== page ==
New message from Zodiac killer was actually class project


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If the Zodiac killer is still alive (and not reincarnated as Ted Cruz,) then he (or she!) would have to be at least 65 years old, which kinda makes me doubt the “and well” part of that statement.



Police in Tallahassee, Florida were on high alert

I stopped right there…


Don’t feel so safe and secure:


If there was one thing comforting about the Halloween episode of American Horror Story: Hotel it was the idea that the Zodiac killer really is dead.

Also I’d like more details about the assignment. What was the intent behind “write a message in a public forum, take a picture, and send it”? Did this have something to do with studying copycats?


Oh, I don’t. No such thing actually exists.

I just think my odds are really good against someone who is elderly and possibly infirm…



Mental note: Do not accept fish from @Melizmatic.


Wise man.



There was recently an episode of Snap Judgement that made a pretty strong case for who the original killer was (his son making the case).

It was an interesting episode. Some of the evidence was pretty strong (like the guy’s name appearing twice, unmodified, in the communications that the killer out).


What could go wrong with a homework assignment like that?


I sure hope to high fuck that wasn’t in a safe zone.


Pretty sure Professor Nwachukwu hadn’t been considering the “what if a student decides this message should be an explicit threat to murder someone?” angle.

I just assigned one of my classes a packaging design project. It never would have occurred to me to explicitly state “don’t pull a ‘special delivery from the end of Se7en’ here.”


It was a class on serial killers and drug cartels. The public message wasn’t going to be, “kittens are cute.”

If it was the first time Nwachukwu taught such a class, then he should take this as a lesson in how to draft an assignment. Or maybe - since he is Nigerian - how to draft an assignment in the US.


Yes, our students are unique! :wink:


I’ve had students complain about the damnedest things, and I teach math. When I teach topics with policy applications, such as rational choice or even statistics, I’ve learned to be extremely circumspect in my choice of examples.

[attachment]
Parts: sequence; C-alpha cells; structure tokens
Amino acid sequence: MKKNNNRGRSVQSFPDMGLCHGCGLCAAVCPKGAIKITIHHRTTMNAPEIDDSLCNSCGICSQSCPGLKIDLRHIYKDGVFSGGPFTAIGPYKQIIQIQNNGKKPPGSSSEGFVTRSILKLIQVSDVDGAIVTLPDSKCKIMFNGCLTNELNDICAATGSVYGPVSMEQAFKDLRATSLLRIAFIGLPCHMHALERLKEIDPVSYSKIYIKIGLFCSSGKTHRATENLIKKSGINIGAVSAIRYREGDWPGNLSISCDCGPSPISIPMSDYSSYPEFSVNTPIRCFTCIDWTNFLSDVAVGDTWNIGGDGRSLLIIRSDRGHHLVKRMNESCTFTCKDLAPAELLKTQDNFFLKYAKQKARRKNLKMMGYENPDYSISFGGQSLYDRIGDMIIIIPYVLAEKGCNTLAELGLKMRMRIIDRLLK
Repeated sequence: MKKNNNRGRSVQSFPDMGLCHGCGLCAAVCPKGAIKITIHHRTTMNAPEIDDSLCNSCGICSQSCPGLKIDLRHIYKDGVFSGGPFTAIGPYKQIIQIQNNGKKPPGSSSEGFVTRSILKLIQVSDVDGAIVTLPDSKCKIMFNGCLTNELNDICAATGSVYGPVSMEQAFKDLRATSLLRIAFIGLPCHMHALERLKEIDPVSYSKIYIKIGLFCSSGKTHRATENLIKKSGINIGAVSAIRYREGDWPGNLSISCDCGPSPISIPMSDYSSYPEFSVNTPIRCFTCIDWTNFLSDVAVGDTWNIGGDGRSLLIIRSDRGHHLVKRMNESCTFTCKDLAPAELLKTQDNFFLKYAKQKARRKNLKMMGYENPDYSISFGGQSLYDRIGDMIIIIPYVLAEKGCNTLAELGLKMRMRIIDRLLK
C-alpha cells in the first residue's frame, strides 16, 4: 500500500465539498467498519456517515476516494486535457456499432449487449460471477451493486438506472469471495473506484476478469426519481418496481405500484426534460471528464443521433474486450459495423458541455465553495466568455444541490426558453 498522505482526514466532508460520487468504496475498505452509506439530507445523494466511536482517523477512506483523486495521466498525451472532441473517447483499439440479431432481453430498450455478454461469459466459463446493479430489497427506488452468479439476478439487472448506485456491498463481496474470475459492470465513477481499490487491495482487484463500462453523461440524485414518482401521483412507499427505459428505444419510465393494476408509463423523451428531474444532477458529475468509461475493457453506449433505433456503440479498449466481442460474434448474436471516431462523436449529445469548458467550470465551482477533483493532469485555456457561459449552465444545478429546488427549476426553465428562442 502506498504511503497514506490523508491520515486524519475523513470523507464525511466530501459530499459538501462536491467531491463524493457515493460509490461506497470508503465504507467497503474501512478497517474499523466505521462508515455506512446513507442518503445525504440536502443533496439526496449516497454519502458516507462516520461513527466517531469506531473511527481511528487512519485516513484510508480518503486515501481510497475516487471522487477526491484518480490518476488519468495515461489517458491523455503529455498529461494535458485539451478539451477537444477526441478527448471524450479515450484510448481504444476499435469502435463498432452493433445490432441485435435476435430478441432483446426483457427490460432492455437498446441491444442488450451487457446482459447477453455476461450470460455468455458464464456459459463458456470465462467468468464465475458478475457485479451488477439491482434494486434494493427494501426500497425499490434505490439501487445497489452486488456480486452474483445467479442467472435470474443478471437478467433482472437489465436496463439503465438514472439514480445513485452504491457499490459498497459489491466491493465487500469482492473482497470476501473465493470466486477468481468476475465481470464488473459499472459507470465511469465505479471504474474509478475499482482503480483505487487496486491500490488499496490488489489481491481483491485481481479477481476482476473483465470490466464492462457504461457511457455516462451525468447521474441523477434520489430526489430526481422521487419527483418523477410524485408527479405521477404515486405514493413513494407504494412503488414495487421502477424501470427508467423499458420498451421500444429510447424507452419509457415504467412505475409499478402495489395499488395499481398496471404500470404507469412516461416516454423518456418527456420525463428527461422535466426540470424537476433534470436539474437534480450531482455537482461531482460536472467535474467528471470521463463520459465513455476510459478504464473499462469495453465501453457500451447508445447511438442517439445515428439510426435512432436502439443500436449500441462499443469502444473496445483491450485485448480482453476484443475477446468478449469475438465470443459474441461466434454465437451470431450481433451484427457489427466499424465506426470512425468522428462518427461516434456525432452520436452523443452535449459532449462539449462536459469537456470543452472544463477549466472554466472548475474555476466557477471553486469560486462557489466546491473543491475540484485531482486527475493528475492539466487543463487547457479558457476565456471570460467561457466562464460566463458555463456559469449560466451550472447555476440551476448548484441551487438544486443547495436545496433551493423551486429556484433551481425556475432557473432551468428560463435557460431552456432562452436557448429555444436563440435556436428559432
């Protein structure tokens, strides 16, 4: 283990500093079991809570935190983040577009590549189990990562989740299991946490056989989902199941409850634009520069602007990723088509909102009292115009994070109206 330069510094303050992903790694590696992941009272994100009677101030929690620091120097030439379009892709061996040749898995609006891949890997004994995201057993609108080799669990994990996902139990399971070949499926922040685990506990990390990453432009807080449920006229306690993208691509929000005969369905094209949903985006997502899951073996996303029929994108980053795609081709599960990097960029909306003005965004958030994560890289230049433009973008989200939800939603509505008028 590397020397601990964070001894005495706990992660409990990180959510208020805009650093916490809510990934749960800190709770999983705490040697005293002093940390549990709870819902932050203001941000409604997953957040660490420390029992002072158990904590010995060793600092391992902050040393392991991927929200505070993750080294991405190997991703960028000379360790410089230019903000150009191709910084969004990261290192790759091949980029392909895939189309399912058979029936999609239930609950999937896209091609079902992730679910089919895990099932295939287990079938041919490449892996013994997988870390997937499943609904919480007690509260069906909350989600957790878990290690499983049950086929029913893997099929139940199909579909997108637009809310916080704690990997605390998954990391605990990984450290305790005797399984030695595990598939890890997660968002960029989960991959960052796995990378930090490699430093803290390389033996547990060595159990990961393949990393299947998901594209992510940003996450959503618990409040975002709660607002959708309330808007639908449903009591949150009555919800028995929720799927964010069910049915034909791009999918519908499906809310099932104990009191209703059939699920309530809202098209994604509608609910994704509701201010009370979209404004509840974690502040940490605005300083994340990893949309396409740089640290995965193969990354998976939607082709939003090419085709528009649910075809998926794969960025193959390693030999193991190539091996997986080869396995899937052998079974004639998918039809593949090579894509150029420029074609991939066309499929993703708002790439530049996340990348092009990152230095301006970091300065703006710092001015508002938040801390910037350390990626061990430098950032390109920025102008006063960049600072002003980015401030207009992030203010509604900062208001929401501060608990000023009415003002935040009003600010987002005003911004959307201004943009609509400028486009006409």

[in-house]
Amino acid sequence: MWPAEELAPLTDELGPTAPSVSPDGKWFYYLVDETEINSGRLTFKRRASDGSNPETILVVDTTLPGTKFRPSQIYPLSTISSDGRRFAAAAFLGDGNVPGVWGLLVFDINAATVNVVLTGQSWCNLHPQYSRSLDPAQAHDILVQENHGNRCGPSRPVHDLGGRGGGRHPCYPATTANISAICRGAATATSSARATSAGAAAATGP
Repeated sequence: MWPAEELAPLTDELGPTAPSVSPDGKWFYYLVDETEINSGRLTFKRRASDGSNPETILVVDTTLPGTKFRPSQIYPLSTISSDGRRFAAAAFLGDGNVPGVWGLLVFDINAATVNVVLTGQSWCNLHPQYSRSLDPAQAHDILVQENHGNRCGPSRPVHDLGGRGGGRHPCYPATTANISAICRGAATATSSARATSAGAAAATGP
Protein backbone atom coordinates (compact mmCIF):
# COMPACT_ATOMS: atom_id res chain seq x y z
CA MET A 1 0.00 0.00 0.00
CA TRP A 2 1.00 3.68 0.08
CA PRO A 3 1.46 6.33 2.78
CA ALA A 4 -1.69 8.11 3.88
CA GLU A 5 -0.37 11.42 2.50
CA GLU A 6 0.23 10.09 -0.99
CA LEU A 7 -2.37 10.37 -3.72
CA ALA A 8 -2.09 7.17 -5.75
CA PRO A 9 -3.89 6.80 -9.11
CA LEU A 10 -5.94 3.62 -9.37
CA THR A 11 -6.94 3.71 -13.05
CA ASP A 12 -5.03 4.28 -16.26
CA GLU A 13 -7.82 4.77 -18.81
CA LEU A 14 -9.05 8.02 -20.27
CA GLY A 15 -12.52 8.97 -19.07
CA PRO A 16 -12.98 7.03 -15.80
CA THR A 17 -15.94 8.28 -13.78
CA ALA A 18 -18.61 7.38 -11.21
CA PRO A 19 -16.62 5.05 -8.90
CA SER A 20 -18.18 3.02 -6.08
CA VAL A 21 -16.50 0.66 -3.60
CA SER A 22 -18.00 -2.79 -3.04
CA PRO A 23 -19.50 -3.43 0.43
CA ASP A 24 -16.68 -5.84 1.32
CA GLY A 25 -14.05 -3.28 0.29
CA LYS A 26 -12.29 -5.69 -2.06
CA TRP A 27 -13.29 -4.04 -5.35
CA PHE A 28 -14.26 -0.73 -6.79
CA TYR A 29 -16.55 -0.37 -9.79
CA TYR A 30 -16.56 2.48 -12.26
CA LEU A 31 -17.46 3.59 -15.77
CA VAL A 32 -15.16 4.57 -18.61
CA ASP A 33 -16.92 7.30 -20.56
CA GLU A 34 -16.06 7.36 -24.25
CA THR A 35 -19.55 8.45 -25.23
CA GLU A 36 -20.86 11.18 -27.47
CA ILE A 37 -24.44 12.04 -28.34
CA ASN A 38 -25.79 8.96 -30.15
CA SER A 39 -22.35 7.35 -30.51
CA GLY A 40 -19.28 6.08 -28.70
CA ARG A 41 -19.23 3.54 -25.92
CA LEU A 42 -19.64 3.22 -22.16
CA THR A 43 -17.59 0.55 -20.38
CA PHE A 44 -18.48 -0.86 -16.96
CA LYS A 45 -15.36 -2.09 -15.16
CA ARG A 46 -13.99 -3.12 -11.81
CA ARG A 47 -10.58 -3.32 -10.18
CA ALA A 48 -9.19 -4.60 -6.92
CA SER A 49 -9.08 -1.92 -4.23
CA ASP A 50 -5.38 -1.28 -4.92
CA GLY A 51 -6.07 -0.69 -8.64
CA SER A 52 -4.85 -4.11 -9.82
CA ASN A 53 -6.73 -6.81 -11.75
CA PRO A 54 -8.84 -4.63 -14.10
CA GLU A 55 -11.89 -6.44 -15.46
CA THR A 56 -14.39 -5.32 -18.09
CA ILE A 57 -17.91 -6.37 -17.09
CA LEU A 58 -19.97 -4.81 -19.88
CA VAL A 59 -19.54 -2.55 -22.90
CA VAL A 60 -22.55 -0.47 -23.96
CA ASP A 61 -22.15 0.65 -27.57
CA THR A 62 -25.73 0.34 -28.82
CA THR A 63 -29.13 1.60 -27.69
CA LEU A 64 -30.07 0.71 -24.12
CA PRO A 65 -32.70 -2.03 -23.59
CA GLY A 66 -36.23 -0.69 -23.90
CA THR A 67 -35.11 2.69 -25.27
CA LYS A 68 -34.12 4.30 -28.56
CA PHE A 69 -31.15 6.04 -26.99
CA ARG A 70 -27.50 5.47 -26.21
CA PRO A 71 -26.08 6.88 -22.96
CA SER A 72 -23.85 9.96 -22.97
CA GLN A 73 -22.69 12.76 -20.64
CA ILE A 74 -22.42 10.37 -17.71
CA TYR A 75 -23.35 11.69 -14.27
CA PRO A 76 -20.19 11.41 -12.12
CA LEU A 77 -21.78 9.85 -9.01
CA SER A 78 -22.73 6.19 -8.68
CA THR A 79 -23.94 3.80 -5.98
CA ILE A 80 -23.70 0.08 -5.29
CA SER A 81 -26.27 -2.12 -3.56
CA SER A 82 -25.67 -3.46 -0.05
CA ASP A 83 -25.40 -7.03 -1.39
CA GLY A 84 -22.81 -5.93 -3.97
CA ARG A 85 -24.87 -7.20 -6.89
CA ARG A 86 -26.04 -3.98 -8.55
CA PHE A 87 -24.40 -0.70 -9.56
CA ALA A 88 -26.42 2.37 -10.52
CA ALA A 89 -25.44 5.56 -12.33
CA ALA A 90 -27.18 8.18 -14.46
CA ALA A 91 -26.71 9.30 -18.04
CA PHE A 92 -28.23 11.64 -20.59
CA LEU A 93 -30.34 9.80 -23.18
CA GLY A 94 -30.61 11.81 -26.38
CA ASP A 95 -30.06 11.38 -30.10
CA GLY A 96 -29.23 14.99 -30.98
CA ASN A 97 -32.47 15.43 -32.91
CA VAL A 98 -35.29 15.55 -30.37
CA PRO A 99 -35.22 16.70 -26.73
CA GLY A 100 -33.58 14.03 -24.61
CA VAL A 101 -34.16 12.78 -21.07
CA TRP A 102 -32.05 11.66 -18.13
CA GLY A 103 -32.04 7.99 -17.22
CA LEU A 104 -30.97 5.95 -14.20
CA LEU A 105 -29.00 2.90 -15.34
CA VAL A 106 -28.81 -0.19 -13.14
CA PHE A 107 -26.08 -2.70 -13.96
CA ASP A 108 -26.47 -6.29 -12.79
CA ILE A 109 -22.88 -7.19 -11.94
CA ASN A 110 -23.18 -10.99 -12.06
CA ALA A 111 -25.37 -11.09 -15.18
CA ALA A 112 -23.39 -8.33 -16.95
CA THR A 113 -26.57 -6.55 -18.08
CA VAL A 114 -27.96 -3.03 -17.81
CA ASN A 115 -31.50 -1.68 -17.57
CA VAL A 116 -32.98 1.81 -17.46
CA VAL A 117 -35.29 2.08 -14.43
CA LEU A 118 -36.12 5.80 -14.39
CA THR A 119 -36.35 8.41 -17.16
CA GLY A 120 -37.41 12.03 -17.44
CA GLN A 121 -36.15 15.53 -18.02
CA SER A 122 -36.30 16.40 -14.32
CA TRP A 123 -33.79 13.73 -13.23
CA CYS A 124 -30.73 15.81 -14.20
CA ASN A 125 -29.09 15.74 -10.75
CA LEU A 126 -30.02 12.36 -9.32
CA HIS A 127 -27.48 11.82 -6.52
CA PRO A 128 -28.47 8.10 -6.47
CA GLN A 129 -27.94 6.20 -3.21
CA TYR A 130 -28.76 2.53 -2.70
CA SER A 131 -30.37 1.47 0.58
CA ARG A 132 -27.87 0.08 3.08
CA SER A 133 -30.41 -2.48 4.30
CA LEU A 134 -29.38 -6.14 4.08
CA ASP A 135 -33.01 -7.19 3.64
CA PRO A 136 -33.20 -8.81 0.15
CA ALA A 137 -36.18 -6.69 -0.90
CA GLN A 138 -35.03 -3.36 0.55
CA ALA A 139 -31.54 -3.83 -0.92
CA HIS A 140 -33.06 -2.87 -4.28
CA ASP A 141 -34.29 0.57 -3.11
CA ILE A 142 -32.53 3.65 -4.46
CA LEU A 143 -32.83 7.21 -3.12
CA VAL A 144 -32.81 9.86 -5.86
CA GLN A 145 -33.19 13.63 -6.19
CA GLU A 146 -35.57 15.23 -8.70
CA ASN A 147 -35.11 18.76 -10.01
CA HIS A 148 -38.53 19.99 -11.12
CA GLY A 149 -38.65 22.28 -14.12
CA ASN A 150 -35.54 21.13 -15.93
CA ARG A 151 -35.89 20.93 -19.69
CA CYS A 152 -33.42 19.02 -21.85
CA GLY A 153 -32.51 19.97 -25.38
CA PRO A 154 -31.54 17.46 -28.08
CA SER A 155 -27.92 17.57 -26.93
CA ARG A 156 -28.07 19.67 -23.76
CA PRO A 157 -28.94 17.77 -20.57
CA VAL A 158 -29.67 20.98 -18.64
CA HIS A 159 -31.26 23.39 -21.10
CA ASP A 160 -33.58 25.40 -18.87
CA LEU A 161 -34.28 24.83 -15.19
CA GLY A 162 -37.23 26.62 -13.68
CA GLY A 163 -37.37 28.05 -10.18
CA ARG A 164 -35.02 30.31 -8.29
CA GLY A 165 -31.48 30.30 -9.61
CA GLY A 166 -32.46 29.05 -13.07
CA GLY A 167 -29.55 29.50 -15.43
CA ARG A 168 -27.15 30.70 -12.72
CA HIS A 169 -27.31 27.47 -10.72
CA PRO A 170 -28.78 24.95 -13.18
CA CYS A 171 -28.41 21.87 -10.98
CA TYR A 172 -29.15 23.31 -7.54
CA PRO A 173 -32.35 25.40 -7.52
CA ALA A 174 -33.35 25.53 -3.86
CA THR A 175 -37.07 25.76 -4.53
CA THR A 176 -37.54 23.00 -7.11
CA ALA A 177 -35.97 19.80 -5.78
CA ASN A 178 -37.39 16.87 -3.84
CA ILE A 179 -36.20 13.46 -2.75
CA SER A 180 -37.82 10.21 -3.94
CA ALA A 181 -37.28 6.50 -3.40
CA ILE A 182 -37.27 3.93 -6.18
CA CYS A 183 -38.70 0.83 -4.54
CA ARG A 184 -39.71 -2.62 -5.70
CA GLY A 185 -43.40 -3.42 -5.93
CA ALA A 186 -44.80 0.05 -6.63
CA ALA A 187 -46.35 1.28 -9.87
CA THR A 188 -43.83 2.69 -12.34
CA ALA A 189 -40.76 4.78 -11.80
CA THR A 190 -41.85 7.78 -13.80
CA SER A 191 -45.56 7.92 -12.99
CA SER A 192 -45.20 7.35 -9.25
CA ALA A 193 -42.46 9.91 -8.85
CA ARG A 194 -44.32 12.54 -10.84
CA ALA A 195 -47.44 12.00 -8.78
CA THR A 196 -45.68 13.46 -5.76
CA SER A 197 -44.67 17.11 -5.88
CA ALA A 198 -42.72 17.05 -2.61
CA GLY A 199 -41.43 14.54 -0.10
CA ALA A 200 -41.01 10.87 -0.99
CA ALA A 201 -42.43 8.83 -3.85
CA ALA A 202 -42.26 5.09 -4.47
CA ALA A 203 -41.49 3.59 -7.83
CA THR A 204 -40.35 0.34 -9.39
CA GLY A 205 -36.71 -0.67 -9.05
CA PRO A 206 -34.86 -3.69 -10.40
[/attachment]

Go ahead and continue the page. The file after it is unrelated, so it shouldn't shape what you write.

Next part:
I honestly don’t know how faculty in other departments (especially English, like Nwachukwu’s class) get away with some of the things they do. I once taught in a classroom right after a Freshman Comp class, and the stuff that was still visible on the badly-erased blackboards often seemed to me an open invitation to Title IX complaints about hostile classroom environment. I admire the use of extreme subjects to get students engaged, but I’m pretty sure that if I gave my students the problem of calculating the volume of a dildo using Kepler’s “volume of rotation” techniques I would get called on the carpet.


Maybe, but I just looked through all the Spring 2016 course listings in FSU’s English department and didn’t see anything matching that description. I have to wonder how accurate the paper’s description of the class and assignment is.


He is teaching ENC2135, Research, Genre, and Context. I assume the specific course theme was his own creation.


Yeah, sometimes it’s impossible to know what a course is really about from the catalog. You’ve got to contact the instructor.


What are you, a teenager? You’ve never met a healthy 65-y-o? I was talking to a guy 71 yesterday, who crawls under his buddies’ cars to fix them.


I’m afraid some brilliant marketing genius is already working on that: